Maria Corte is an artist from Barcelona who creates illustrations using a combination of geometric shapes and textures. Her work has been used in book covers, posters, advertisements, and more. Read this interview and learn more about Maria Corte.
Hello Maria! Let’s get to know you better. Can you tell us more about yourself?
I was born in Barcelona in 1983 and I’ve been living here ever since. My parents are Argentinians who were exiled as a result of Videla’s dictatorship, though, so we’ve always been aware of our roots at home. Furthermore, they’re both psychoanalysts, so I was introduced to Freud’s theories from a very early age. This has influenced my conception and interpretation of facts. I grew up amongst tangos, good literature and Sunday’s roast. I’ve never been keen on sports and I used to go with my father to expositions, many of them of abstract art, which at that age, I couldn’t understand
I must say that you have great illustration work. What usually inspires you to create?
My work is informed by many factors, personal experience, places visited, the impressions I absorb from the city…Everything that surrounds us influences our work in one way or another.
How did you discover your love for illustration? When did you start to draw?
I probably couldn’t exactly say when I first started to draw, but I can say that one of my first memories as a child involves having a pencil on hand and a piece of paper in front of me while sitting on the living room’s floor and trying to draw what I could see through the window even with a balcony and some flower pots standing in the way.
From there on out I can’t recall any time period when I wasn’t fantasizing about drawing, until I decided it was time to take it seriously and I studied illustration at the Escola Massana de Barcelona.
Is there any artist that you look up to and inspires you?
Influences are unfathomable, they come from your own experiences and mannerisms acquired from images you’ve seen and stored in your subconscious throughout your life. Pictorial-wise, I’ve been unquestionably influenced by Cubism, represented by Fernand de Léger and Roger de La Fresnay and their breakdown of space through geometric shapes.
I must also mention the excellent work of Richard Linder and Tarsila do Amaral. The way they picture the human body is simply fascinating, distancing it from stereotyped standards of beauty and convention. I’ve been keen on Le Corbusier drawings for some time now, and I always bear in my mind the indelible memory of the wonderful wire images of Le Cirque de Calder.
Ben Shahn is one of my favorites in the field of illustration. Right now, I’m completely amazed by the work and talent of Pablo Amargo.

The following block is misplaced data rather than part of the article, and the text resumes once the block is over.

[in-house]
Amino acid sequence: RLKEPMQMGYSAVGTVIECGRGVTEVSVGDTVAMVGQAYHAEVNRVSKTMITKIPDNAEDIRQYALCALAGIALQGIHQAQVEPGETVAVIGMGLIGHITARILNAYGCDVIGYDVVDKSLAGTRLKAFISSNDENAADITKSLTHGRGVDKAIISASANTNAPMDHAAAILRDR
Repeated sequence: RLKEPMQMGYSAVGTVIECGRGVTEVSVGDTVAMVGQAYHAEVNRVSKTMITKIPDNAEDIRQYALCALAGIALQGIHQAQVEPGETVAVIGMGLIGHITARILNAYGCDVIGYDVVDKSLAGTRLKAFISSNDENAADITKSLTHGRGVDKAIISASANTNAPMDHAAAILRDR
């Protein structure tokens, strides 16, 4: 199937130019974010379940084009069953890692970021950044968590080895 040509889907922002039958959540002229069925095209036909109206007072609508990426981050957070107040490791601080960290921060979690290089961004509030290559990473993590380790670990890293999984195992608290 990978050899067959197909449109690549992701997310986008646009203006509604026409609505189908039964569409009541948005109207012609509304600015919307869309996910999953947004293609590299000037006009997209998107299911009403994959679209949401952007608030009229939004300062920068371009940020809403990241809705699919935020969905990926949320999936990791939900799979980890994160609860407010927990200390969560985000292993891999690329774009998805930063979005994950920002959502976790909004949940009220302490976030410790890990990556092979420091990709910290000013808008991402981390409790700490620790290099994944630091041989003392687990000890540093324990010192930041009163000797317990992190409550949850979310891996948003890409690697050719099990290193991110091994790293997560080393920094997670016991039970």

What is your work process? How does a concept come to life from start to finish?
Once I get the order and the briefing and get in touch with the customer, I start doodling. At the beginning of the process I keep making dozens of small drawings on a sheet of paper, writing down ideas, linking concepts. I nearly always start using graphite and color pencils; the tools I feel confident with. Once I’ve hit upon different ideas that explain the same subject, the step is redrawing them in a more elaborate way until they do the talking themselves and reveal which is the good one, the one I must stick to until the end. With my light box as an essential support, I redraw until the volumes, the composition and the lines are well-balanced and the illustration complies with the order requirements. If the coloring is by hand, I work with stencils and paint, while I scan the drawing and start working with Photoshop if it’s digital.
You have a very distinct style. How did you develop this?
Style and its own evolution isn’t something you can lead forcibly. It keeps coming naturally over time and with the amount of working hours spent. The world around you and your life experiences exert an influence on it, as well as all the images which keep swamping us on a daily basis and, particularly, the ones you happen to be interested in. Many make an impression on you because of their substance but not because of their form. In any case, it’s the mixture of all those ingredients which results in an individual essence that sets you apart from others (equally unique) and will keep varying as times goes by. You never stop learning.
The Plant Journal
“Misogyny” is an interesting piece. What was your inspiration for this? Is there a story behind this work?
As you can see the representation of giant women and sexuality are two topics that often appear in my work. I was just sketching a woman and suddenly the concept clicked. There was no premeditation. The secret is to always be drawing, the pencil is the extension of our mind.